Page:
There was a time, some two hundred years ago, when an elaborate silk or fur-trimmed pelisse was all the fashion among the ladies of Geneva. But styles moved on and the pelisse, though nowadays never seen on the streets of the Swiss city, is recalled in the name of a road in the heart of the Old Town: the Rue de la Pélisserie. This is no grand boulevard. It is a narrow alley, one of those inviting byways which make Geneva’s vieille ville so very interesting. So of course we cut down through Rue de la Pélisserie on our impromptu morning wander through Geneva.
Words from the Sunday homily drift from the open upper windows of an elegant chapel as an unseen preacher quotes from Leviticus. The message is a simple one about the importance of treating foreigners as equals. In the quiet Sunday footfall in the alley below the chapel, there are two Arabic women, each wearing a black abaya decorated with fine threads of embroidery. We wander along behind the two women in black for a minute or two, pausing at a mural which recalls how citizens of Geneva gave shelter to Huguenot migrants. From there, it is but a few steps to the auditoire de Calvin, a chapel with austere lines where John Knox often preached. Geneva’s Scottish Presbyterians still meet here each Sunday morning and we slip inside for a few moments, instantly transported by a Scottish hymn to a place so far in spirit from Geneva. The auditorium is not merely the preserve of the Scots Kirk. It is also used each week for Dutch Reformed Church services and by an Italian Protestant group known as the Waldensians.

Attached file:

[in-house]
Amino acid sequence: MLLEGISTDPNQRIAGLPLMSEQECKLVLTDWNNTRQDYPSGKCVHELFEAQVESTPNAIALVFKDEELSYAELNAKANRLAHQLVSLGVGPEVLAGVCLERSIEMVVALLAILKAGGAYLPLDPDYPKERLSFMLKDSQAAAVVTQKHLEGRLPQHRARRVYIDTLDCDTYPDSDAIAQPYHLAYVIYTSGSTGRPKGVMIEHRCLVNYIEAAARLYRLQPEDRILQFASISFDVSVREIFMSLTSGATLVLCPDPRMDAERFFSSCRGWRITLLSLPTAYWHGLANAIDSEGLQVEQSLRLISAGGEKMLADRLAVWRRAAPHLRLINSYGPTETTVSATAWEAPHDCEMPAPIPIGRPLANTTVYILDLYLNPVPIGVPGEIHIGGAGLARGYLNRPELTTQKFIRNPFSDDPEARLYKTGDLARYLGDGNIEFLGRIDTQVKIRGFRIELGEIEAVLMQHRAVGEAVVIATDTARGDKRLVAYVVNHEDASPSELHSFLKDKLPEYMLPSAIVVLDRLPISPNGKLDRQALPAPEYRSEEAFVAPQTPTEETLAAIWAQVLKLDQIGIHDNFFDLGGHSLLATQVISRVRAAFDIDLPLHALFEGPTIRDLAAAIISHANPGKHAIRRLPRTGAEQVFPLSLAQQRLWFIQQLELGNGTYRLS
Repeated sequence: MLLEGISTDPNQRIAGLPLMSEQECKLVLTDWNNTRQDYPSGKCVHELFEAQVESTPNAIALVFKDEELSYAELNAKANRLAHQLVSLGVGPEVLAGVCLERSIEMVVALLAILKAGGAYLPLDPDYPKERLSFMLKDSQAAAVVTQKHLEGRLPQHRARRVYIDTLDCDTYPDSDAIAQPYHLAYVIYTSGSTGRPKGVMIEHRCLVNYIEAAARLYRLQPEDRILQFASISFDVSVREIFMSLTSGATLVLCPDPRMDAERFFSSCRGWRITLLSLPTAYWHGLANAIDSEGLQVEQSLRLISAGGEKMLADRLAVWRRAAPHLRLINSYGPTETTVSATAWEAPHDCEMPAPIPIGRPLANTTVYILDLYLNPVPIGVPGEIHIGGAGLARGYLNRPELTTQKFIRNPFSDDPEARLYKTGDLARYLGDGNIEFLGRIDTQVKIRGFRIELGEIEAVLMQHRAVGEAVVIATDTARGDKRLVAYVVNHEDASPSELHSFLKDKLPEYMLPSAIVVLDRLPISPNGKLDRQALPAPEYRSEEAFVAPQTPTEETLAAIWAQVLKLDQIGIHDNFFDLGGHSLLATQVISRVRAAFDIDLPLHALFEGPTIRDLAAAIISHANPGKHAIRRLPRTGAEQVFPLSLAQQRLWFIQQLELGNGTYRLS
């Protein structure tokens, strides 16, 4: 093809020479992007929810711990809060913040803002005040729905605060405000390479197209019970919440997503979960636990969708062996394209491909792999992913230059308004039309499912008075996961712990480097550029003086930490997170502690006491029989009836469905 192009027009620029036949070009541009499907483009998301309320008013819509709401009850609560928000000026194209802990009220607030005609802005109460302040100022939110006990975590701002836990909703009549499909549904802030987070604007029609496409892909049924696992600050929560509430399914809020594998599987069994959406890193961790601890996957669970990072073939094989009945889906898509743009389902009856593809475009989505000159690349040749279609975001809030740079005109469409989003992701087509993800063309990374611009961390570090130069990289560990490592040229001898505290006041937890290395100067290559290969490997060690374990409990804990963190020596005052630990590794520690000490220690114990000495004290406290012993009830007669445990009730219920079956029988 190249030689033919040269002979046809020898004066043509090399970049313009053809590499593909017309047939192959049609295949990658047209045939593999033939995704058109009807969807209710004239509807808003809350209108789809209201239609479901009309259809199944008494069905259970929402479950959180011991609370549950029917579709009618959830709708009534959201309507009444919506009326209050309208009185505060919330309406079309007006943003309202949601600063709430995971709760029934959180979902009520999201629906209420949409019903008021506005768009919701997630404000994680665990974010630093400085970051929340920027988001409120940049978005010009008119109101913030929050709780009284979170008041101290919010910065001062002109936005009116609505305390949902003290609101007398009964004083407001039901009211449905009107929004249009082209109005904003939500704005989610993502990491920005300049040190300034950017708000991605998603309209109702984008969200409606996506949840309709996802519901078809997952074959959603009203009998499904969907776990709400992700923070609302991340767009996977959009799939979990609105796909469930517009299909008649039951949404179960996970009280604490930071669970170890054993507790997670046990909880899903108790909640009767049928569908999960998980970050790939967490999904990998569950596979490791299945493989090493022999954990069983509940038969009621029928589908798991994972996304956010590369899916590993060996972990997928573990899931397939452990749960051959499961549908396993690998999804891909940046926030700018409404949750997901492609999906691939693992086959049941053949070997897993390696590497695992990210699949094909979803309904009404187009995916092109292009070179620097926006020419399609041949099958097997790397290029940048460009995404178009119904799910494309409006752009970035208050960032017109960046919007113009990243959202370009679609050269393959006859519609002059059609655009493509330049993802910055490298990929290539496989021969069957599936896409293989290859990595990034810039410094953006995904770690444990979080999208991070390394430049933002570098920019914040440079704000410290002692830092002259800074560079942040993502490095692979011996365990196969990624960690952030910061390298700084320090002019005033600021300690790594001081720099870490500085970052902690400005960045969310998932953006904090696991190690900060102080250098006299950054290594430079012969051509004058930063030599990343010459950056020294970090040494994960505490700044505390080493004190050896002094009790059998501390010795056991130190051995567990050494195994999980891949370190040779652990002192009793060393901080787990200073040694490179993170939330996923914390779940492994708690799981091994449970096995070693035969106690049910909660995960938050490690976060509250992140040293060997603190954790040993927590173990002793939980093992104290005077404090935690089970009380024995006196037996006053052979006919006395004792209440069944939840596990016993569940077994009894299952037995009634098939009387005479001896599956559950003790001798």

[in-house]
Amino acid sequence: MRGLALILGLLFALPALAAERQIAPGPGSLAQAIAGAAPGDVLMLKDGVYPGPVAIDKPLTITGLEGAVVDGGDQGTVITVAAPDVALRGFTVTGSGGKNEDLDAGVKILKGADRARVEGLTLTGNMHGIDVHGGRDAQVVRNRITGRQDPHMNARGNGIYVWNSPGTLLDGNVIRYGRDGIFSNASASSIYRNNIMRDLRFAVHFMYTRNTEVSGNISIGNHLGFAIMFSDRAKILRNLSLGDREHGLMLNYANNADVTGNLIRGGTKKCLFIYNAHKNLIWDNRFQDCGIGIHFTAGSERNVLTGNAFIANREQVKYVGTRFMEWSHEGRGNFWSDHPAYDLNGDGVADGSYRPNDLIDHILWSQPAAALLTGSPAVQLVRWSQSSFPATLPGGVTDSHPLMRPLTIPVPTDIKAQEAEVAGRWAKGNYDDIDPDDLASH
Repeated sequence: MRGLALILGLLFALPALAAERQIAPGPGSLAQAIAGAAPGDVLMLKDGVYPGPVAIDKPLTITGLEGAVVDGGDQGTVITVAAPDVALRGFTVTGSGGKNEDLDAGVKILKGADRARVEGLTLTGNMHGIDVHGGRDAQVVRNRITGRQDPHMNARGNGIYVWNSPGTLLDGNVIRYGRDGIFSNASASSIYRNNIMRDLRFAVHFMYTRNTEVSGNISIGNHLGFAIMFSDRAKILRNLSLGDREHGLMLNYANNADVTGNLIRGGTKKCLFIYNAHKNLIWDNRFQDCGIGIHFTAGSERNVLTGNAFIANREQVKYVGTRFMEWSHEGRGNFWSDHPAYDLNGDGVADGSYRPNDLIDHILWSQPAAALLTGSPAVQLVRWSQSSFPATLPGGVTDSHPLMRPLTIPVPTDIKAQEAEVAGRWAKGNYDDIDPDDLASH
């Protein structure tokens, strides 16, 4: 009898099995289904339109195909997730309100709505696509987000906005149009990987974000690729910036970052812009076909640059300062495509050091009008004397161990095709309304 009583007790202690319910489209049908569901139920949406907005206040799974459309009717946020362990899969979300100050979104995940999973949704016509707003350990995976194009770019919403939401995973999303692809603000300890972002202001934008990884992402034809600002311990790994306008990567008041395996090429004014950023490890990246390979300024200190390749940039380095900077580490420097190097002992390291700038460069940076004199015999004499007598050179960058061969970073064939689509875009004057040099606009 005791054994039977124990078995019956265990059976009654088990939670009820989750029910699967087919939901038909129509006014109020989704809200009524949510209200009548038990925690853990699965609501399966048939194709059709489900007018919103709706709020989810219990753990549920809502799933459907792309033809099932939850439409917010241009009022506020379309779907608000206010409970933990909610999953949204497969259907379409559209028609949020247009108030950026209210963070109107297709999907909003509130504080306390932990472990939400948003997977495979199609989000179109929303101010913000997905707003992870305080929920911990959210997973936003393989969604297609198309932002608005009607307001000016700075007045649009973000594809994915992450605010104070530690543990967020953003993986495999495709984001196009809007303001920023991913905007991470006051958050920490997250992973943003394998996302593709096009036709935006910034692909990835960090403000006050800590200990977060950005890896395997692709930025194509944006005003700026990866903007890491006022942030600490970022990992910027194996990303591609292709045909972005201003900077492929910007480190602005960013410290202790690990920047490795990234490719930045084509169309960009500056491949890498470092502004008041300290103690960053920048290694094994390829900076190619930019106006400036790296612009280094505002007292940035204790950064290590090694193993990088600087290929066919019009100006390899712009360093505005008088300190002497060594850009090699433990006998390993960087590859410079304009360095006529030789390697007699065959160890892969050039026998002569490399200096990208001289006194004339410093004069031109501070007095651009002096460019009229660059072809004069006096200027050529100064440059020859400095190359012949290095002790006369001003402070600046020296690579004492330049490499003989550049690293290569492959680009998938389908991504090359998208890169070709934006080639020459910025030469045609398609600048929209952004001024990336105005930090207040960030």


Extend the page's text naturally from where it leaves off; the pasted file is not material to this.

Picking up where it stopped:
Faith and politics
Few other European cities can match Geneva when it comes to ethno-confessional variety. It’s a mix which goes well beyond a dozen shades of Calvinism. There is a neat Russian Orthodox church built on land donated by the city of Geneva in 1862. Still today, it acts as a focus for Russian faith and culture in the lakeshore city. The Russian church was one of a number of new places of worship that were sanctioned in the years after the removal of Geneva’s huge city bastions in the 1850s. The dismantling of the fortifications released a huge amount of empty land and Geneva’s Orthodox, Catholic, Anglican and Jewish communities were among the beneficiaries. The Beth-Yaacov synagogue was completed in 1859 to a design by a protestant Swiss architect. It remains a major city landmark today.
Radical liberalism is a Geneva quality which finds expression in the city’s support for a complex mosaic of faith communities.